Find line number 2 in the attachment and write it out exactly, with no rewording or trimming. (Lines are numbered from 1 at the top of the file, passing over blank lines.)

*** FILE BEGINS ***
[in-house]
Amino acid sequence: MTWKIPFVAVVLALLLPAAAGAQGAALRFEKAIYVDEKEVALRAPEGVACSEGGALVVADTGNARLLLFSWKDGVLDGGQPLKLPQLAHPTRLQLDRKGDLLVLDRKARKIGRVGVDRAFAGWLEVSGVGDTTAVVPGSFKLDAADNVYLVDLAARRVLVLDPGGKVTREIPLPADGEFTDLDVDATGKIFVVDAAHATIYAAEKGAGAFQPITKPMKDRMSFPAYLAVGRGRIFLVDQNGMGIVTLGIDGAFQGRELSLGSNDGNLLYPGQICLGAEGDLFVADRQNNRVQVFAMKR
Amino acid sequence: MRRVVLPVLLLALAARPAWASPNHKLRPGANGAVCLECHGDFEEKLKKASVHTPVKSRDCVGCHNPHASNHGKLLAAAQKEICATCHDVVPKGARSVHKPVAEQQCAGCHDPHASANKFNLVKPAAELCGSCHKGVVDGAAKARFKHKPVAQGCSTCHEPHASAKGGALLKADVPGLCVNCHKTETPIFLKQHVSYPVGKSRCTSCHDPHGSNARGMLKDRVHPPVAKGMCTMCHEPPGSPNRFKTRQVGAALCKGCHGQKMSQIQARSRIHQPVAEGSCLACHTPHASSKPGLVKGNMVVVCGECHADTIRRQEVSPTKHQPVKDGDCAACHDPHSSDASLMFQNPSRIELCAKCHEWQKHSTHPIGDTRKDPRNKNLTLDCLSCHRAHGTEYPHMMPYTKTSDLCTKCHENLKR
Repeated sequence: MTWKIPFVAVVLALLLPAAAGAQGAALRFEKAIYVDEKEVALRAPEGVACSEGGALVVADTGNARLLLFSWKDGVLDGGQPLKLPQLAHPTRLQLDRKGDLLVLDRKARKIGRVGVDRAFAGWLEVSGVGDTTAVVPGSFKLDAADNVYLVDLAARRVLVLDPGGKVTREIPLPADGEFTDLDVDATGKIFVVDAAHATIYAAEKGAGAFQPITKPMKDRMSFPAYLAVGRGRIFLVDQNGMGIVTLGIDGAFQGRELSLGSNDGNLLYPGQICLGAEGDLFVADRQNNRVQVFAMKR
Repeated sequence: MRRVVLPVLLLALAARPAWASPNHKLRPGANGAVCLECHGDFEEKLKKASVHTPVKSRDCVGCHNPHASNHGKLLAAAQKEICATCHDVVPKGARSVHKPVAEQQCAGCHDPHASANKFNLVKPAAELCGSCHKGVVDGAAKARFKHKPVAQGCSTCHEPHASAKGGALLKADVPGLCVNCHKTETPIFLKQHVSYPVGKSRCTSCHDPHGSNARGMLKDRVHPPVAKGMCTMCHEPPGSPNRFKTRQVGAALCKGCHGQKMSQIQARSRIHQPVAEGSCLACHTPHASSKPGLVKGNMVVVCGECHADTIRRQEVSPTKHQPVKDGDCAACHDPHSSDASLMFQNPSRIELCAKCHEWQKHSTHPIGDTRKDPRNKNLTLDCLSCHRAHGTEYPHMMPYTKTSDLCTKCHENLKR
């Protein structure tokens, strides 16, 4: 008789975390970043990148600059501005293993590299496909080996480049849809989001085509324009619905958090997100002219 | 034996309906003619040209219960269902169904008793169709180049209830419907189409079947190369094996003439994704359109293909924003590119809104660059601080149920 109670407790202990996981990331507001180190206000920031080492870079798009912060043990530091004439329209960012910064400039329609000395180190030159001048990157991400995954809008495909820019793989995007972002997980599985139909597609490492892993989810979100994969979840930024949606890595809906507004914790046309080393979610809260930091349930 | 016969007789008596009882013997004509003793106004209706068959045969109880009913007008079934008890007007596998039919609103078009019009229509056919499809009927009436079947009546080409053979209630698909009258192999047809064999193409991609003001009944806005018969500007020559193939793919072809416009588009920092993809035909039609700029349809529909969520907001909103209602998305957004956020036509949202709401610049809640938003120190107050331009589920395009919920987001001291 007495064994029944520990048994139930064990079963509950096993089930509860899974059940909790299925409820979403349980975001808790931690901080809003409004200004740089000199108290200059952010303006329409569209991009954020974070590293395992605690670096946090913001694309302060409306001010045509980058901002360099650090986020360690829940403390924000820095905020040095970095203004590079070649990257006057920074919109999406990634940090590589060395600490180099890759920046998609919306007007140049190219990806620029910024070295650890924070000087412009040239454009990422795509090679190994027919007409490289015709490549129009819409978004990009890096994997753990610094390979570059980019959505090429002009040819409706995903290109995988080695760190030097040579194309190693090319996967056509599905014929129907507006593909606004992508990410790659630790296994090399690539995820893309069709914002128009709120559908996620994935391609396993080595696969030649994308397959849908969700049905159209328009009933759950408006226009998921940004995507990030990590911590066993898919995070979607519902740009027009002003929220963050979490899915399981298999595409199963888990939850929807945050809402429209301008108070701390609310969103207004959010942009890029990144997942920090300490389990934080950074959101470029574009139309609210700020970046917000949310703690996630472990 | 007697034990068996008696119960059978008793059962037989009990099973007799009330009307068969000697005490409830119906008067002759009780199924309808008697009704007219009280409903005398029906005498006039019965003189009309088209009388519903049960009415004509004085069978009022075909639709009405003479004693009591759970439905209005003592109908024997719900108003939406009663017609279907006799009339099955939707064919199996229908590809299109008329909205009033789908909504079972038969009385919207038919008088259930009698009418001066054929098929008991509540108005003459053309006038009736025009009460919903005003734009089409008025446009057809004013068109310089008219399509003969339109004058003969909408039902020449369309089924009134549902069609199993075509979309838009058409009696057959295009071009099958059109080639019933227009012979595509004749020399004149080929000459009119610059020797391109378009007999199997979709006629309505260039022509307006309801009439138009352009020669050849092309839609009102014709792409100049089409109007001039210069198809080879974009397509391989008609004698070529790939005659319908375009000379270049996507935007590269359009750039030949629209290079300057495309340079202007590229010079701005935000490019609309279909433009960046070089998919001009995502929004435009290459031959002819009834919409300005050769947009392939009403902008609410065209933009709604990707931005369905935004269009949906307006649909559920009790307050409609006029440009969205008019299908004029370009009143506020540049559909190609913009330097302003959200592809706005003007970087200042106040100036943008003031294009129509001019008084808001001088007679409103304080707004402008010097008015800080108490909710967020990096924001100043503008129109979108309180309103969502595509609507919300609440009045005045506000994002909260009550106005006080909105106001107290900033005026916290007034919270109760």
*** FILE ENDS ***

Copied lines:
Amino acid sequence: MTWKIPFVAVVLALLLPAAAGAQGAALRFEKAIYVDEKEVALRAPEGVACSEGGALVVADTGNARLLLFSWKDGVLDGGQPLKLPQLAHPTRLQLDRKGDLLVLDRKARKIGRVGVDRAFAGWLEVSGVGDTTAVVPGSFKLDAADNVYLVDLAARRVLVLDPGGKVTREIPLPADGEFTDLDVDATGKIFVVDAAHATIYAAEKGAGAFQPITKPMKDRMSFPAYLAVGRGRIFLVDQNGMGIVTLGIDGAFQGRELSLGSNDGNLLYPGQICLGAEGDLFVADRQNNRVQVFAMKR